We are now over a year on from the major changes made to the European data protection regime by the GDPR so it is time to revisit what the changes mean now for the hospitality sector and investment in it, given increased enforcement activity by regulators, increasing technological complexities and compliance issues continuing up corporate agendas.

The General Data Protection Regulation (“GDPR”) created a considerable stir in 2018, with much being written about its burdensome requirements and high fines. For the hotel and hospitality sector, respecting the privacy of guests is nothing new, though some of the ways in which services are evolving will need some careful consideration in order to maintain this culture and meet the current stringent legal requirements.

Issues arise as digital channels of guest engagement continue to emerge, and new technology-based offerings are developed. Maintaining a focus on privacy becomes more challenging, and a natural tension exists between the principle of data minimisation (a key facet of the GDPR) and the technical innovation which hotel operators are looking to implement.

Now that the GDPR has been in force more than a year, we are starting to see enforcement action by data protection regulators, including in the UK, France, Germany, Greece and others. This applies across all sectors, and is not just an issue for organisations that hold large volumes of personal data. 

As well as regulators, investors are increasingly concerned to probe the compliance efforts of potential targets, and assess risk posed by any deficiencies identified in the due diligence process. This blog examines four topical areas that will be of particular interest to companies operating in the hotel industry.

Determining whether the GDPR applies

One of the most significant changes brought about by the GDPR is that it explicitly extends EU data protection rules and rights beyond the territory of the EU in some circumstances. This is to ensure comprehensive protection of EU individuals’ rights and to create a level playing field for companies active in the EU market.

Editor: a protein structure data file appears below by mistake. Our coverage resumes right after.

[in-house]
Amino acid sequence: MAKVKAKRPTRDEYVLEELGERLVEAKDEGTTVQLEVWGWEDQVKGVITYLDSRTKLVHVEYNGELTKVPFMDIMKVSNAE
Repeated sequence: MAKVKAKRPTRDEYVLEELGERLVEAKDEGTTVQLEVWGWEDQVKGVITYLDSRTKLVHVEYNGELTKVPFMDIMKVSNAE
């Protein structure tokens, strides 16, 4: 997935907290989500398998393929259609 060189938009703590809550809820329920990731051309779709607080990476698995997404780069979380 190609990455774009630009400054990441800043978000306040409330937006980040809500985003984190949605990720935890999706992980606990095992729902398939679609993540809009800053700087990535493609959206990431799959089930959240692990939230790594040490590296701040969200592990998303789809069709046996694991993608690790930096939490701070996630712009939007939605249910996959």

Although compliance with the GDPR has been mandatory since May 2018, at the time of writing the European Data Protection Board (the “EDPB”) has not yet adopted its finalised guidelines on the territorial scope of the GDPR.  This means that the precise reach of the GDPR’s so-called “long arm” is not yet fully understood. A draft of the guidelines, released for public consultation in 2018, indicates that EDPB will take a robust approach to matters of jurisdiction, even finding the activities of non-EU entities to be subject to the GDPR in surprising circumstances.

Companies in the hotel industry should carefully consider the processing activities they carry out, and whether they may fall within the scope of the GDPR. Where a company belongs to a group that is “established” in the EU, or otherwise targets individuals in the EU as future customers, it may become difficult to escape the conclusion that certain activities are regulated under the GDPR. This will have consequences for risk exposure, and also for the steps that a company is required to take in order to comply.

Data Processing Agreements

It is a common legal misconception that personal data is an asset that is capable of being “owned” and shared freely to “buyers”.  The reality is more complicated. The GDPR provides individuals with a range of rights, including the right to have their data erased in certain circumstances.  Personal data also has a finite “life” – the GDPR requires organisations to delete data that is no longer necessary for the purpose for which it was collected.

It is important for the parties to any arrangement involving personal data to have clarity over their respective roles, as this will have day-to-day compliance consequences and can become particularly important in the event that an agreement is terminated, e.g. which party can retain the data and for what purposes?

Despite regulatory guidance being issued by the EDPB and other regulators including the UK Information Commissioner’s Office (the “ICO”), it is often difficult to discern whether a party is acting as a “controller” or a “processor” of personal data. This distinction has significant consequences. When a controller engages a processor to provide services, the GDPR requires specific processing terms to be set out within a contract, and failure to do so would amount to a breach of the legislation. Where two parties share data as controllers, a situation which is likely to be prevalent in the hotel industry, the contractual requirement is less rigid.  Even here, regulators are likely to expect some form of data sharing agreement is in place in such situations (and if there is “joint controllership” then there should be an arrangement ). In the UK there is a draft data sharing code under consultation; this indicates that the ICO (and likely regulators in other EU member states) will expect formal, documented agreements.